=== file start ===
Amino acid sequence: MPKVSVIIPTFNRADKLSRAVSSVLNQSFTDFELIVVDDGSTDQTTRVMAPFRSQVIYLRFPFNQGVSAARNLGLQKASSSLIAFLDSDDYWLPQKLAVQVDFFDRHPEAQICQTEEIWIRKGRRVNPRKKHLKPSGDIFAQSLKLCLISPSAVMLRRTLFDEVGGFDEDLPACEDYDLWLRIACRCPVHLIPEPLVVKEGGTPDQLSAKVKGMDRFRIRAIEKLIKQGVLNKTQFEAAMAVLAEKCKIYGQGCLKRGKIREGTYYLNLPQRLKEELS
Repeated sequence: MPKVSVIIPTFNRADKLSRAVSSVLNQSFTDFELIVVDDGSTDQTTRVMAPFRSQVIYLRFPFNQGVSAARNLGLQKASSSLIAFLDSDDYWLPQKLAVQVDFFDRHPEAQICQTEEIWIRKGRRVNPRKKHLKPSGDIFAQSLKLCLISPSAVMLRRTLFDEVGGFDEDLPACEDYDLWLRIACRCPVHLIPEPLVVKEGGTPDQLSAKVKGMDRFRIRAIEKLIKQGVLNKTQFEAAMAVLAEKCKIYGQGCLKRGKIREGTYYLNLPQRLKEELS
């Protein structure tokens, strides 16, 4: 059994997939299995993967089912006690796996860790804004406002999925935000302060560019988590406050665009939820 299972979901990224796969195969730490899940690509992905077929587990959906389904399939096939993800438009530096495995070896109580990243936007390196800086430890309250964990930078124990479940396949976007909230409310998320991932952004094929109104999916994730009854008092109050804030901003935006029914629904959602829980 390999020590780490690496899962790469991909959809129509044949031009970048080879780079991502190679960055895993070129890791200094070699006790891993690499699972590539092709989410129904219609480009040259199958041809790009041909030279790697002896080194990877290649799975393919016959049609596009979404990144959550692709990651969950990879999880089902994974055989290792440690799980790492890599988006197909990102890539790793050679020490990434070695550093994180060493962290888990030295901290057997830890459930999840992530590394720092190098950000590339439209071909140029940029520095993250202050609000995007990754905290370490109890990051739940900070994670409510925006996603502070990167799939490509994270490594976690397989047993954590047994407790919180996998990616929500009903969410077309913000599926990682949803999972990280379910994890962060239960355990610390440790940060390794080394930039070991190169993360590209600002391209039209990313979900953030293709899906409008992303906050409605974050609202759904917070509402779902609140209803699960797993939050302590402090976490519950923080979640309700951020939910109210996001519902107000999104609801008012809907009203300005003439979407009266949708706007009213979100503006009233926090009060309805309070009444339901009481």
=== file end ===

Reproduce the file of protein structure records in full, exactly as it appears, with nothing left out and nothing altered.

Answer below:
Amino acid sequence: MPKVSVIIPTFNRADKLSRAVSSVLNQSFTDFELIVVDDGSTDQTTRVMAPFRSQVIYLRFPFNQGVSAARNLGLQKASSSLIAFLDSDDYWLPQKLAVQVDFFDRHPEAQICQTEEIWIRKGRRVNPRKKHLKPSGDIFAQSLKLCLISPSAVMLRRTLFDEVGGFDEDLPACEDYDLWLRIACRCPVHLIPEPLVVKEGGTPDQLSAKVKGMDRFRIRAIEKLIKQGVLNKTQFEAAMAVLAEKCKIYGQGCLKRGKIREGTYYLNLPQRLKEELS
Repeated sequence: MPKVSVIIPTFNRADKLSRAVSSVLNQSFTDFELIVVDDGSTDQTTRVMAPFRSQVIYLRFPFNQGVSAARNLGLQKASSSLIAFLDSDDYWLPQKLAVQVDFFDRHPEAQICQTEEIWIRKGRRVNPRKKHLKPSGDIFAQSLKLCLISPSAVMLRRTLFDEVGGFDEDLPACEDYDLWLRIACRCPVHLIPEPLVVKEGGTPDQLSAKVKGMDRFRIRAIEKLIKQGVLNKTQFEAAMAVLAEKCKIYGQGCLKRGKIREGTYYLNLPQRLKEELS
């Protein structure tokens, strides 16, 4: 059994997939299995993967089912006690796996860790804004406002999925935000302060560019988590406050665009939820 299972979901990224796969195969730490899940690509992905077929587990959906389904399939096939993800438009530096495995070896109580990243936007390196800086430890309250964990930078124990479940396949976007909230409310998320991932952004094929109104999916994730009854008092109050804030901003935006029914629904959602829980 390999020590780490690496899962790469991909959809129509044949031009970048080879780079991502190679960055895993070129890791200094070699006790891993690499699972590539092709989410129904219609480009040259199958041809790009041909030279790697002896080194990877290649799975393919016959049609596009979404990144959550692709990651969950990879999880089902994974055989290792440690799980790492890599988006197909990102890539790793050679020490990434070695550093994180060493962290888990030295901290057997830890459930999840992530590394720092190098950000590339439209071909140029940029520095993250202050609000995007990754905290370490109890990051739940900070994670409510925006996603502070990167799939490509994270490594976690397989047993954590047994407790919180996998990616929500009903969410077309913000599926990682949803999972990280379910994890962060239960355990610390440790940060390794080394930039070991190169993360590209600002391209039209990313979900953030293709899906409008992303906050409605974050609202759904917070509402779902609140209803699960797993939050302590402090976490519950923080979640309700951020939910109210996001519902107000999104609801008012809907009203300005003439979407009266949708706007009213979100503006009233926090009060309805309070009444339901009481």